On that very day he began to think seriously about the articles he had read in the Bohemian papers, describing prosperous Czech farming communities in the West. He believed he would like to go out there as a farm hand; it was hardly possible that he could ever have land of his own. His people had always been workmen; his father and grandfather had worked in shops. His mother’s parents had lived in the country, but they rented their farm and had a hard time to get along. Nobody in his family had ever owned any land, — that belonged to a different station of life altogether. Anton’s mother died when he was little, and he was sent into the country to her parents. He stayed with them until he was twelve, and formed those ties with the earth and the farm animals and growing things which are never made at all unless they are made early. After his grandfather died, he went back to live with his father and stepmother, but she was very hard on him, and his father helped him to get passage to London.

After that Fourth of July day in Park Place, the desire to return to the country never left him. To work on another man’s farm would be all he asked; to see the sun rise and set and to plant things and watch them grow. He was a very simple man. He was like a tree that has not many roots, but one tap-root that goes down deep. He subscribed for a Bohemian paper printed in Chicago, then for one printed in Omaha. His mind got farther and farther west. He began to save a little money to buy his liberty. When he was thirty-five, there was a great meeting in New York of Bohemian athletic societies, and Rosicky left the tailor shop and went home with the Omaha delegates to try his fortune in another part of the world.


Perhaps the fact that his own youth was well over before he began to have a family was one reason why Rosicky was so fond of his boys. He had almost a grandfather’s indulgence for them. He had never had to worry about any of them — except, just now, a little about Rudolph.

On Saturday night the boys always piled into the Ford, took little Josephine, and went to town to the moving-picture show. One Saturday morning they were talking at the breakfast table about starting early that evening, so that they would have an hour or so to see the Christmas things in the stores before the show began. Rosicky looked down the table.

“I hope you boys ain’t disappointed, but I want you to let me have de car tonight. Maybe some of you can go in with de neighbours.”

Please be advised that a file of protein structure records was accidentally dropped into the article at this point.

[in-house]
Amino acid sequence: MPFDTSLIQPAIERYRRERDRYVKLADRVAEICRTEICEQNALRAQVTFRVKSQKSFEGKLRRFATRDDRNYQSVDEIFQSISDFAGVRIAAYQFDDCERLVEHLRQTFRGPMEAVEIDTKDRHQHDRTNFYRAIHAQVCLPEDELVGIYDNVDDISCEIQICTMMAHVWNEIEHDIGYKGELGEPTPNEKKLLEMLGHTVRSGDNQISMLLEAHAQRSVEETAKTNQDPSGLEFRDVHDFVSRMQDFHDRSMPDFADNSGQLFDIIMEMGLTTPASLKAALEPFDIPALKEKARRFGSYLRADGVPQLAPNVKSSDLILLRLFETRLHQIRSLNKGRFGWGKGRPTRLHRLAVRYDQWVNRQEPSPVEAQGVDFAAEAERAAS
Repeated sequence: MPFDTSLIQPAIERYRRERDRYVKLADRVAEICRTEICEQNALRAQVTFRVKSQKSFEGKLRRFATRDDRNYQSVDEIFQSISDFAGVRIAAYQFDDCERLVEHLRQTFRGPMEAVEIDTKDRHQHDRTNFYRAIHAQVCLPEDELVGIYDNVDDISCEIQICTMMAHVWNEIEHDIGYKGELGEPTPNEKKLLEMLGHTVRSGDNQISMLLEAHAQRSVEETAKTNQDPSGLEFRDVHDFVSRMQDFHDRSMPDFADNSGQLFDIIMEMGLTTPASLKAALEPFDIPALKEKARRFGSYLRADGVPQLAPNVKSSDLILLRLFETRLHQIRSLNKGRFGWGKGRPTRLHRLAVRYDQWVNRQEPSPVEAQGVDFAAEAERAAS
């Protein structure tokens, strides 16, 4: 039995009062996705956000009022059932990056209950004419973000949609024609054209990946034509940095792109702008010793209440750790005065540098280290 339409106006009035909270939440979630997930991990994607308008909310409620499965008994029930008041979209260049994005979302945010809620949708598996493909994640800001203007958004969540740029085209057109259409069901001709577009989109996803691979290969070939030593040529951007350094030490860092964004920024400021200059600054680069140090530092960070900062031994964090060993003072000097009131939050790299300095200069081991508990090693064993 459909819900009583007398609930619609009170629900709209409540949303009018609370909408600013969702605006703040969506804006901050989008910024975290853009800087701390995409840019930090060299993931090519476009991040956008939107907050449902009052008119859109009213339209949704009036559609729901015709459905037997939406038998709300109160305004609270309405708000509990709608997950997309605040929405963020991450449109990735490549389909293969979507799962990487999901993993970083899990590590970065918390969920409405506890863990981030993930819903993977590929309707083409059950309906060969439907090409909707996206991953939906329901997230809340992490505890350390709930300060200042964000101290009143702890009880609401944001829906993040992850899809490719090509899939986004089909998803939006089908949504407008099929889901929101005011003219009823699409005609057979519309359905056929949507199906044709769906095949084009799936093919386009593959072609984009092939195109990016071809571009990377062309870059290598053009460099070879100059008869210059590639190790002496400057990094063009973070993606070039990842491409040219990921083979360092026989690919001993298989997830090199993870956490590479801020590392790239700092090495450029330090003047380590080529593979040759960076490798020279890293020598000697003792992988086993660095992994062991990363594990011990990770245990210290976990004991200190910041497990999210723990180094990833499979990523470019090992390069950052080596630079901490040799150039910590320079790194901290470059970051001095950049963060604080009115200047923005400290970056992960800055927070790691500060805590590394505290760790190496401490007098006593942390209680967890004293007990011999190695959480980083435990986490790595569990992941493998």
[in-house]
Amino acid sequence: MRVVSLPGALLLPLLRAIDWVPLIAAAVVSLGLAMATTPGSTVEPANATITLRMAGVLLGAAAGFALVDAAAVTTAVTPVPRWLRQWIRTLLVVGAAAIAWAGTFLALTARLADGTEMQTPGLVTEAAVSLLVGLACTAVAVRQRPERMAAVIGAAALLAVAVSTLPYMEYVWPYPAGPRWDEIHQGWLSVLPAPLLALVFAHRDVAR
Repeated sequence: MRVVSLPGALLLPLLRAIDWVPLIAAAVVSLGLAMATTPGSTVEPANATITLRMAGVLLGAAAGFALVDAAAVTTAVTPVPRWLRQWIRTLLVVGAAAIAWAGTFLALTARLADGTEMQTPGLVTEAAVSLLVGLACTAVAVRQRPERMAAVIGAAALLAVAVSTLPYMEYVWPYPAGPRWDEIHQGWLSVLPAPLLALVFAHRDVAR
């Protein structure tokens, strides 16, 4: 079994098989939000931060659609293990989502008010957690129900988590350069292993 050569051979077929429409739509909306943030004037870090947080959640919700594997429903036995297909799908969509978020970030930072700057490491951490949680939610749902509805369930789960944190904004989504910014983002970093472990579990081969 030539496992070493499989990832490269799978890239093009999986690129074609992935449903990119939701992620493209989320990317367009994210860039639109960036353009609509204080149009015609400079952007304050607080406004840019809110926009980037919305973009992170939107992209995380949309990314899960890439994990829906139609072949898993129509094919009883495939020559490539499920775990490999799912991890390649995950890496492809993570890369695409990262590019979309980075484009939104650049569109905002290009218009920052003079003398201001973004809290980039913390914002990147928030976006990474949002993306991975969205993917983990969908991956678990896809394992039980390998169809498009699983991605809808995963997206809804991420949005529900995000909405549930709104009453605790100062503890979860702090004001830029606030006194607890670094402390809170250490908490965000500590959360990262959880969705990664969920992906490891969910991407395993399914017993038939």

Their faces fell. They worked hard all week, and they were still like children. A new jack-knife or a box of candy pleased the older ones as much as the little fellow.

“If you and Mother are going to town,” Frank said, “maybe you could take a couple of us along with you, anyway.”

“No, I want to take de car down to Rudolph’s, and let him an’ Polly go in to de show. She don’t git into town enough, an’ I’m afraid she’s gettin’ lonesome, an’ he can’t afford no car yet.”

That settled it. The boys were a good deal dashed. Their father took another piece of apple-cake and went on: “Maybe next Saturday night de two little fellers can go along wid dem.”

“Oh, is Rudolph going to have the car every Saturday night?”

Rosicky did not reply at once; then he began to speak seriously: “Listen, boys; Polly ain’t lookin’ so good. I don’t like to see nobody lookin’ sad. It comes hard fur a town girl to be a farmer’s wife. I don’t want no trouble to start in Rudolph’s family. When it starts, it ain’t so easy to stop. An American girl don’t git used to our ways all at once. I like to tell Polly she and Rudolph can have the car every Saturday night till after New Year’s, if it’s all right with you boys.”

“Sure it’s all right, Papa,” Mary cut in. “And it’s good you thought about that. Town girls is used to more than country girls. I lay awake nights, scared she’ll make Rudolph discontented with the farm.”

The boys put as good a face on it as they could. They surely looked forward to their Saturday nights in town. That evening Rosicky drove the car the half-mile down to Rudolph’s new, bare little house.

Polly was in a short-sleeved gingham dress, clearing away the supper dishes. She was a trim, slim little thing, with blue eyes and shingled yellow hair, and her eyebrows were reduced to a mere brush-stroke, like Miss Pearl’s.

“Good evening, Mr. Rosicky. Rudolph’s at the barn, I guess.” She never called him father, or Mary mother. She was sensitive about having married a foreigner. She never in the world would have done it if Rudolph hadn’t been such a handsome, persuasive fellow and such a gallant lover. He had graduated in her class in the high school in town, and their friendship began in the ninth grade.